You can read the article here:



          I believe that this development is significant in expanding the scope of gene therapy. Research such as this will allow gene therapy to be used more commonly for the treatment of disease, and will promote further research into applications of gene therapy. I believe that such developments will change gene therapy from a rare clinical practice to a practical and efficient treatment option for many diseases.

A Question for You

Given the currently limited use of gene therapy for treatment, do you think that treatments such as this one will be accessible by everyone once they can be used in clinics? Will only those rich enough to afford them be able to use them, or will they be made more accessible to the common person?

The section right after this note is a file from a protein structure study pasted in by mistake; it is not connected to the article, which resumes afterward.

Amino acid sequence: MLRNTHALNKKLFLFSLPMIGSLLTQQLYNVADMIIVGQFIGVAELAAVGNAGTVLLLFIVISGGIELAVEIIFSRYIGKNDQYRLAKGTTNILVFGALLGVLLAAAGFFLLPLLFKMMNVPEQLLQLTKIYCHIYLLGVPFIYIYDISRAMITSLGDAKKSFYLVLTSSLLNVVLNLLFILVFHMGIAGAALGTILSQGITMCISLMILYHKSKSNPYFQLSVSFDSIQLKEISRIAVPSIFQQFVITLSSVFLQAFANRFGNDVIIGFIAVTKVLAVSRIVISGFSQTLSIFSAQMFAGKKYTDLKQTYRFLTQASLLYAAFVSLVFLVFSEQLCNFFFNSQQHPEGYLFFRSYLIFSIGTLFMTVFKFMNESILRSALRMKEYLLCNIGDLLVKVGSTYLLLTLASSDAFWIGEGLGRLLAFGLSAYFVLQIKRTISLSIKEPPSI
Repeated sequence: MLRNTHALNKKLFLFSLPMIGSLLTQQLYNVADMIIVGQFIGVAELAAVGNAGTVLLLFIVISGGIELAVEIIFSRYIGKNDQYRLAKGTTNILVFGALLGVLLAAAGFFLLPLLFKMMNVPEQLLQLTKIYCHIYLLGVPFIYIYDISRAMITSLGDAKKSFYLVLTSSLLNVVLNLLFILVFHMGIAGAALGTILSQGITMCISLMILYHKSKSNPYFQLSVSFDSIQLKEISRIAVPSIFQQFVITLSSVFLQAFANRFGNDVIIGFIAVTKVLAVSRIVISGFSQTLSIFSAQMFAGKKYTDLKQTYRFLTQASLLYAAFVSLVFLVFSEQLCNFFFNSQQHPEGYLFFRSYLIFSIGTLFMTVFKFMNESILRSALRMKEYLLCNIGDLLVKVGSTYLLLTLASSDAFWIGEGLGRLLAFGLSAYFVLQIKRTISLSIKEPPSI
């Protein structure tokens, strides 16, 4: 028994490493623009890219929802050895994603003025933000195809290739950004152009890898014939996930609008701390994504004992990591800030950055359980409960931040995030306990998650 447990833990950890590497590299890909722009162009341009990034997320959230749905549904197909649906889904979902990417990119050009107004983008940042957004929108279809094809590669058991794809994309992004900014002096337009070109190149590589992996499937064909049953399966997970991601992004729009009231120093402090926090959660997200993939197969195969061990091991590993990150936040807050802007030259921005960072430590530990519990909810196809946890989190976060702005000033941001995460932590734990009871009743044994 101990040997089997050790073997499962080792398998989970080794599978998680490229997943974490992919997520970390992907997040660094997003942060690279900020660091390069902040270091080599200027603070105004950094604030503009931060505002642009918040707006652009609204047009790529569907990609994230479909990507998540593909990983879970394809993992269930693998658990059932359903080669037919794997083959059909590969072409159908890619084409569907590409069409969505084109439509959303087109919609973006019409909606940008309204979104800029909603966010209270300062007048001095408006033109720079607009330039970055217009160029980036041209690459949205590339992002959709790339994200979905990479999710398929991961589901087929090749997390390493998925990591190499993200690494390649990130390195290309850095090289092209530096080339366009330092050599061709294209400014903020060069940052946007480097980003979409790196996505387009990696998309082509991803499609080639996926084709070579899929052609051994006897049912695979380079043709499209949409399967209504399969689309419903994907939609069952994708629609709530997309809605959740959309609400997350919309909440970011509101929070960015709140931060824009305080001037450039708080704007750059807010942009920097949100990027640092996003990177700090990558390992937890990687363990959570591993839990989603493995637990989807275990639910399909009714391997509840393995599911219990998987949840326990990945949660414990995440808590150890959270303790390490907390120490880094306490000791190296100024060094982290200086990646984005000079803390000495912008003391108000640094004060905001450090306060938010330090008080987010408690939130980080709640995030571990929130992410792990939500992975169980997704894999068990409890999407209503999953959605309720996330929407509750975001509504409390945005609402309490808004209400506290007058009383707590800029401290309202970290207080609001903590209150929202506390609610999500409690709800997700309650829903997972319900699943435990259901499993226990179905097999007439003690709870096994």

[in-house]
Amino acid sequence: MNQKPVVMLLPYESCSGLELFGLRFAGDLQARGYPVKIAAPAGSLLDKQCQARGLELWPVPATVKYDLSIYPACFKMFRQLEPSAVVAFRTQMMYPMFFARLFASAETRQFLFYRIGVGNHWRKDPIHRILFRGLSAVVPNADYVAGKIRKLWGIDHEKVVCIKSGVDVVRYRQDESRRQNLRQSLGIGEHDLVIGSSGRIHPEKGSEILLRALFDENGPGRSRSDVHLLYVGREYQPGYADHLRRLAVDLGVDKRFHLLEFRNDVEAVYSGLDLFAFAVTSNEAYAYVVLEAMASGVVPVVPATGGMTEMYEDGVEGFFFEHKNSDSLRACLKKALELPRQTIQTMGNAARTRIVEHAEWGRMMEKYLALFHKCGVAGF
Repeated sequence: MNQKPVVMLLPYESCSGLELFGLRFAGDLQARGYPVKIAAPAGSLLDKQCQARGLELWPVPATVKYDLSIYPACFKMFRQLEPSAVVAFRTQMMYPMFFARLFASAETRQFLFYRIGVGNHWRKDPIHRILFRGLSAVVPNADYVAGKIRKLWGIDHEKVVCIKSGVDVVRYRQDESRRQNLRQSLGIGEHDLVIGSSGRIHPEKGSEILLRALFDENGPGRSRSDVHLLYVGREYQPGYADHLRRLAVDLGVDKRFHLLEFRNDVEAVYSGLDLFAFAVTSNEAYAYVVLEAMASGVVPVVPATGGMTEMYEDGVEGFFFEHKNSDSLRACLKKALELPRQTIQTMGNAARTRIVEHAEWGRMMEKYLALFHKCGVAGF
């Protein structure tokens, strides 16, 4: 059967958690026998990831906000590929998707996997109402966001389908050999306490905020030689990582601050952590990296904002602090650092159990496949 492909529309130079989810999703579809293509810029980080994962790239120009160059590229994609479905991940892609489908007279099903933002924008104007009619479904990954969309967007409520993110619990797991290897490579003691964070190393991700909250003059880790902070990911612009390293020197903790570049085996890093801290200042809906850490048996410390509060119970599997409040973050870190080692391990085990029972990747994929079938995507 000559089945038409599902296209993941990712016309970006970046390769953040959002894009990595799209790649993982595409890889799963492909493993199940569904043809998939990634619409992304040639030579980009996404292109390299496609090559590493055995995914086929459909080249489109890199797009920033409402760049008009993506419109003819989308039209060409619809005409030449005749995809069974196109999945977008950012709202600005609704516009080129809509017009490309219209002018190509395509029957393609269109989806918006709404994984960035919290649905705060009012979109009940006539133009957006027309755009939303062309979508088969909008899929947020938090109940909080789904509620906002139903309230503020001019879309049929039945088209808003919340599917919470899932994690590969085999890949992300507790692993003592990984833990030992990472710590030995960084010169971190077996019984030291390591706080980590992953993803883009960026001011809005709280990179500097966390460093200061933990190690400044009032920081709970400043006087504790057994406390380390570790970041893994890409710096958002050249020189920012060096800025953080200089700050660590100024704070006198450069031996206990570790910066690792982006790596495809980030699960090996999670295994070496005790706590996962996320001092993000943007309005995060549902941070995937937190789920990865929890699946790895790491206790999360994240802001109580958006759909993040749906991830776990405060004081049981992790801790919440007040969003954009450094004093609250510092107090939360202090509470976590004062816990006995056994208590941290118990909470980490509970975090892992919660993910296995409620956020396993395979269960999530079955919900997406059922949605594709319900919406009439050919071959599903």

Beall, A. (2014, January 16). Gene therapy restores sight in people with eye disease.                        Newscientist. Retrieved May 10, 2014, from                                                                                                                            people-with-eye-disease.html

US National Library of Medicine. (2014, May 5). What is gene therapy?. Genetics Home                    Reference. Retrieved May 10, 2014, from                                                                                                        

Wykoff, C. (2014, May 7). Gene therapy for retinal diseases is within sight. Medscape.                        Retrieved May 10, 2014, from


4 thoughts on “Gene Therapy and Choroideremia

  1. I agree that gene therapy has a significant outcome of the treatment for Choroideremia, and for other diseases. When this new form of treatment is used in clinics, I believe that it won’t be assessable for everyone. The reason is that when new medicine/products go on the markets, the marketing industry would set the price to be relatively high. In this case, mostly the rich individuals would be able to afford this treatment.